Chiafos v. Restaurant Depot, LLC et al
MEMORANDUM OPINION AND ORDER granting 8 Defendants' Motion to Dismiss, Judgment on the Pleadings, Alternatively for Summary Judgment and Stay of Proceedings to Compel Arbitration; the litigation is STAYED pending arbitration (Written Opinion). Signed by Judge Ann D. Montgomery on 08/28/2009. (TLU)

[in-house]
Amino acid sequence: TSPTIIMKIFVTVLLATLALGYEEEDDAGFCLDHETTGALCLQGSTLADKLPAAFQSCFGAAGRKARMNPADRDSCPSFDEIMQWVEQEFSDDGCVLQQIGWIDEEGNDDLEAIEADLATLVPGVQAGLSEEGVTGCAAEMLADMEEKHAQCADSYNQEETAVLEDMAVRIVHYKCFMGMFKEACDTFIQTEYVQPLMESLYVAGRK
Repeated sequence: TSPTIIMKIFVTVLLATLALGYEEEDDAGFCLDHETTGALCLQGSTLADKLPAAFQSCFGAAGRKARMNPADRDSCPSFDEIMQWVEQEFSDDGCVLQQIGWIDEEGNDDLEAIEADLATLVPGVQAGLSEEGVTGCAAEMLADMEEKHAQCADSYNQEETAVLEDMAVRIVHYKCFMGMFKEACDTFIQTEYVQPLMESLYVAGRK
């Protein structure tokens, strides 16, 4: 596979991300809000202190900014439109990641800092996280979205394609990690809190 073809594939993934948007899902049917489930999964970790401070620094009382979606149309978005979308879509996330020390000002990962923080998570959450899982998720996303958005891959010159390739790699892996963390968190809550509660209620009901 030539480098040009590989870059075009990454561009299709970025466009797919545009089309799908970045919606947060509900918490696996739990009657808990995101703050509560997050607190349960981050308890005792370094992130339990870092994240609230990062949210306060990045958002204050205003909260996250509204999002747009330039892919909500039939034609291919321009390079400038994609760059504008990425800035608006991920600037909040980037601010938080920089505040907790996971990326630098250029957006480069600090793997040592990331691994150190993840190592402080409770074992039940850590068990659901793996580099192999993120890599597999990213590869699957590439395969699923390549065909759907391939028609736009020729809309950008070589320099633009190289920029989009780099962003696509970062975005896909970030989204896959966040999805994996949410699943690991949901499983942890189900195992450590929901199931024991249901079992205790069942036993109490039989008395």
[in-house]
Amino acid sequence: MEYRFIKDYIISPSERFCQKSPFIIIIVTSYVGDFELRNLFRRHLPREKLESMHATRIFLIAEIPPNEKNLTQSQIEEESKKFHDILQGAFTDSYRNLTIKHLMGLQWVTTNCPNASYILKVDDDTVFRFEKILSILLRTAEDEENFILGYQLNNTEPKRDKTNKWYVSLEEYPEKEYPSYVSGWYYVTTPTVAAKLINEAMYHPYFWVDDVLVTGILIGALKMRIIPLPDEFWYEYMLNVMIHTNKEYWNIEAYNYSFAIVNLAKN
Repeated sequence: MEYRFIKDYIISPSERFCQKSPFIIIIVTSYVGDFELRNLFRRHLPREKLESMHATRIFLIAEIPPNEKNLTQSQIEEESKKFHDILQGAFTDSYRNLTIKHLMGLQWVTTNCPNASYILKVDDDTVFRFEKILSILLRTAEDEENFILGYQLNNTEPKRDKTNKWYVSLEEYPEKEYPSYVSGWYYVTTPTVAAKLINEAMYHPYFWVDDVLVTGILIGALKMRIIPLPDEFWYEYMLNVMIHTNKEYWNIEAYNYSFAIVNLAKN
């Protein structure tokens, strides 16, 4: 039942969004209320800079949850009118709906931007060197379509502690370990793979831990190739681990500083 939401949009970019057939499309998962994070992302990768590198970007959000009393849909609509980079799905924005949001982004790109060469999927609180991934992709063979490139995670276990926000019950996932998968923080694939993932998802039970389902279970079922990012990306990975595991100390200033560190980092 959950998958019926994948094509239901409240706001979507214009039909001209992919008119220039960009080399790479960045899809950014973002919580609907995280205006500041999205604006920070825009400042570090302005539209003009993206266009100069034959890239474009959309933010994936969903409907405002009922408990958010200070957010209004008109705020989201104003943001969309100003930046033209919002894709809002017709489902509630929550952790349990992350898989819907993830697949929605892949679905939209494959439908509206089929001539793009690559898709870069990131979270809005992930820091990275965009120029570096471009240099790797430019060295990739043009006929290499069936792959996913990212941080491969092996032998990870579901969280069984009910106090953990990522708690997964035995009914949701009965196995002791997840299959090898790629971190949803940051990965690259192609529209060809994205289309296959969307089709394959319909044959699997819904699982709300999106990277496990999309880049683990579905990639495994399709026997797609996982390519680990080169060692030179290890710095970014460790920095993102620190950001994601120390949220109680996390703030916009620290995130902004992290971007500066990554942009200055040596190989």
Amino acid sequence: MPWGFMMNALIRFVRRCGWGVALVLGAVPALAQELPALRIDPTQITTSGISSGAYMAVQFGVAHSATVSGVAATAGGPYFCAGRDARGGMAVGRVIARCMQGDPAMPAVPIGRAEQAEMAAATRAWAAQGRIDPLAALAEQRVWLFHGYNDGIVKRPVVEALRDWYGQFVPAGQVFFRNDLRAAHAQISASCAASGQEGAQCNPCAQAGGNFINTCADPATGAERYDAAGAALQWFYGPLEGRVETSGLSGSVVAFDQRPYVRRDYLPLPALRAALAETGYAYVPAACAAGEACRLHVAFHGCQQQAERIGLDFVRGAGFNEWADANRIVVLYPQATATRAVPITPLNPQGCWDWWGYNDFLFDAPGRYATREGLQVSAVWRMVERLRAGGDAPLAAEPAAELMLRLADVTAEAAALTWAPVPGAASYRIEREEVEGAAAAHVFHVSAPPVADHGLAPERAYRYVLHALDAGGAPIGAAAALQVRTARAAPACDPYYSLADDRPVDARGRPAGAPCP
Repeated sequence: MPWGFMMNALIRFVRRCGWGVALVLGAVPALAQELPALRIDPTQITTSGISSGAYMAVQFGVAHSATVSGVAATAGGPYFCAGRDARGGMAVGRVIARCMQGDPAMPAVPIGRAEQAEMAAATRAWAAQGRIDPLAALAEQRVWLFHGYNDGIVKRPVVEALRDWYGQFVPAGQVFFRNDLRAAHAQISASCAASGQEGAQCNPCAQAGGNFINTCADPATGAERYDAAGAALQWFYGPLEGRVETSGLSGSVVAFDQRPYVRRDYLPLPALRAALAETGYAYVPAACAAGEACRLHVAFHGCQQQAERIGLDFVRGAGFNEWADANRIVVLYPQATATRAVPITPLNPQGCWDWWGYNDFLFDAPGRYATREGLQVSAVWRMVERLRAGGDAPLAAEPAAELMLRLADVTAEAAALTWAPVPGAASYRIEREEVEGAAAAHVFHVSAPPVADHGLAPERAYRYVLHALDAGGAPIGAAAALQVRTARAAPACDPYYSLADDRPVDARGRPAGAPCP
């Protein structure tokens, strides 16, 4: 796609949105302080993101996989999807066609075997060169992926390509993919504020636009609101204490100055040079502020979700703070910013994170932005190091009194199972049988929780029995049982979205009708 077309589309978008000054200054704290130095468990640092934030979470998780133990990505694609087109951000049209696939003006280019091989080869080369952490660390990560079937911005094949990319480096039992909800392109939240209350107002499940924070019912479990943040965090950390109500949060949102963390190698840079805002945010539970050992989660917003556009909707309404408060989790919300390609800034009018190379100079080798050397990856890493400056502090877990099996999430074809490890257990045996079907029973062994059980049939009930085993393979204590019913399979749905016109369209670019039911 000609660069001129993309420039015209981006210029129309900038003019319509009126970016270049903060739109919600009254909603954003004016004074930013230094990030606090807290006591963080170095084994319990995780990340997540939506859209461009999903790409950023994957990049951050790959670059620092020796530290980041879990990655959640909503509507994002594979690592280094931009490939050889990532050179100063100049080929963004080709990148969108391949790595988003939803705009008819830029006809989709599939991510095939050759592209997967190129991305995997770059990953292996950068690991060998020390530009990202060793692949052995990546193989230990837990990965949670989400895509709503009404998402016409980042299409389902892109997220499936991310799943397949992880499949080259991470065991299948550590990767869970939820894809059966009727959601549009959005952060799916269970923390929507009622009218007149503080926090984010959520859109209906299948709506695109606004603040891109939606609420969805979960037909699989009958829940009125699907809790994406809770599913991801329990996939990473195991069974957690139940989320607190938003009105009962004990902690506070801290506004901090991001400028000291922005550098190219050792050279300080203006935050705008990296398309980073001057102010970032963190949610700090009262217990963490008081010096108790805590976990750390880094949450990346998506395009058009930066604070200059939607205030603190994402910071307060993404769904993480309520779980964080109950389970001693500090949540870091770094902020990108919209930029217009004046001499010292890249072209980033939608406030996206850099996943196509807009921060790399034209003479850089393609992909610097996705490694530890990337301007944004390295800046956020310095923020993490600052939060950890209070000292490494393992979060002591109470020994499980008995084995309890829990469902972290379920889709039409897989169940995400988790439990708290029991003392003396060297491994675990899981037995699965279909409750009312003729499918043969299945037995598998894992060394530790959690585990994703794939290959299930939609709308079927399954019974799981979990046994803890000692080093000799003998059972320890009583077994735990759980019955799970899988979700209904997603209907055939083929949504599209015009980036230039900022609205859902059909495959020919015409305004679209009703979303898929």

UNITED STATES DISTRICT COURT DISTRICT OF MINNESOTA Stephanie S. Chiafos, Plaintiff, v. Restaurant Depot, LLC d/b/a Restaurant Depot, Restaurant Depot Enterprises, LLC, Jetro Cash & Carry Enterprises LLC, Jetro Holdings, LLC, Defendants. ______________________________________________________________________________ Pamela M. Spera, Esq., Eden Prairie, MN, on behalf of Plaintiff. Kurt J. Erickson, Esq., and Katherine C. Bischoff, Esq., Jackson Lewis LLP, Minneapolis, MN, on behalf of Defendants. ______________________________________________________________________________ I. INTRODUCTION On July 24, 2009, the undersigned United States District Judge heard oral argument on Defendants Restaurant Depot, LLC d/b/a Restaurant Depot, Restaurant Depot Enterprises, LLC, Jetro Cash & Carry Enterprises LLC, and Jetro Holdings, LLC's (collectively "Defendants") Motion for Dismissal, Judgment on the Pleadings, Alternatively for Summary Judgment and Stay of Proceedings to Compel Arbitration [Docket No. 8]. Plaintiff Stephanie S. Chiafos ("Chiafos") asserts claims for alleged violations of Title VII of the Civil Rights Act of 1964, as amended; the Minnesota Human Rights Act, Minn. Stat. § 363A.01-.41; negligent retention; and negligent supervision. Compl. [Docket No. 1] at 1. For the reasons set forth below, Defendants' Motion is granted. MEMORANDUM OPINION AND ORDER Civil No. 09-0499 ADM/AJB